Tuesday December 1, 2020
IRS Warns of "Dirty Dozen" Tax Scams
IRS Commissioner Chuck Rettig stated, “Tax scams tend to rise during tax season or during times of crisis, and scam artists are using pandemic to try stealing money and information from honest taxpayers. The IRS provides the Dirty Dozen list to help raise awareness about common scams that fraudsters use to target people. We urge people to watch out for these scams.”
The scammers may attempt to contact individuals online or by phone. Taxpayers should understand the basic scam strategies so they can protect themselves and their family. The top four scams are phishing, creating fake charities, making threatening phone calls and using social media to install malware.
1. PhishingIndividuals should be on the lookout for fake emails. The IRS has a policy that it will not contact you through email about your tax bill, refund or Economic Impact Payment. If you receive a suspicious email claiming to be from the IRS, be careful and do not click on links. The latest scam emails often include the words "Coronavirus," "COVID-19" or "Stimulus." A scammer will send emails to a large number of individuals, with the hope of obtaining financial information, account numbers and passwords. The most successful scams this year use the fear of the virus and the desire to receive a stimulus payment.
2. Fake CharitiesWhen there is a natural disaster or other crisis, such as the COVID-19 pandemic, criminals will set up fake charities. There are many individuals with good intentions who are vulnerable to these fake charity scams. The criminal creates a fake charity and then contacts individuals through phone calls, text messages, social media, email or even in-person. The bogus charity often has a name similar to a legitimate charity. You should only give to charities that you recognize. There is a helpful search tool for qualified charities on IRS.gov.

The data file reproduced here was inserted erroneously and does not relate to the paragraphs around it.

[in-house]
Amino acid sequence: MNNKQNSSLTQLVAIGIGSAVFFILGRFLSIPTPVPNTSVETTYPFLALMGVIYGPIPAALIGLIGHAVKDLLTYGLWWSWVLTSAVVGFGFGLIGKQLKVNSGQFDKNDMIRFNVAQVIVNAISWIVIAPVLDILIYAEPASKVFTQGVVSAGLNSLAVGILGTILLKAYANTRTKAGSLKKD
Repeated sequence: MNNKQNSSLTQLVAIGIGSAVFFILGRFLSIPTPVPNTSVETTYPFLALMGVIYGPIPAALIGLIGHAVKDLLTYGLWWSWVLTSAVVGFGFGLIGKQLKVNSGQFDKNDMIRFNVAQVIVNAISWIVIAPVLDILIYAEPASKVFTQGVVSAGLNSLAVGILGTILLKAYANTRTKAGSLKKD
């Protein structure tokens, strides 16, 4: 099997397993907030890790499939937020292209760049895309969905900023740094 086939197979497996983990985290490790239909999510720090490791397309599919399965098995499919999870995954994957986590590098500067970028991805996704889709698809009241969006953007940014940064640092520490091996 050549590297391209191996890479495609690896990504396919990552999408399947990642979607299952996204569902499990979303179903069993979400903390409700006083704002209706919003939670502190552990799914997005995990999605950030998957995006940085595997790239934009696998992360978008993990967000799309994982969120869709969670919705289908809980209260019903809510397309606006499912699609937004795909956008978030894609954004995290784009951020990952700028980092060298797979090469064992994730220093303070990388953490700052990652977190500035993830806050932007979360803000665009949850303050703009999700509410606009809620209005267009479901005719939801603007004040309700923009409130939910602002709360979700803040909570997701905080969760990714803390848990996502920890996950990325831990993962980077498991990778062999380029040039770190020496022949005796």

3. Threatening IRS Impersonator Phone CallsA common strategy for scammers is to call a taxpayer on the phone. The scammer claims to be an IRS representative and threatens the victim. The IRS emphasizes that it will never threaten a taxpayer or "surprise him or her with a demand for immediate payment" by telephone. The scammer may threaten to arrest or deport the victim or revoke his or her driver's license. The IRS emphasizes it does not demand immediate payment, threaten or ask for financial information over the phone. If you are contacted and suspect a problem, hang up and use one of the IRS numbers to contact the Service.
4. Social Media ScamsThe latest social media scam is to use COVID-19 as part of a social media strategy to trick people. The scammer may use social media to learn about a potential victim’s family members. From this knowledge, the scammer will then impersonate a relative of the victim. Alternatively, the scammer may attempt to convince the victim that he or she is working with a friend or relative. With this relationship established, the fraudster then emails the victim. When the victim clicks on a linked file, malware is loaded on the victim's computer. This malware enables the scammer to acquire passwords and financial information.
Editor's Note: The first note in a three-part series to cover the top four "Dirty Dozen" strategies. The next installment will cover four more strategies. Taxpayers should understand all of the ways scammers may attempt to take advantage of unsuspecting victims.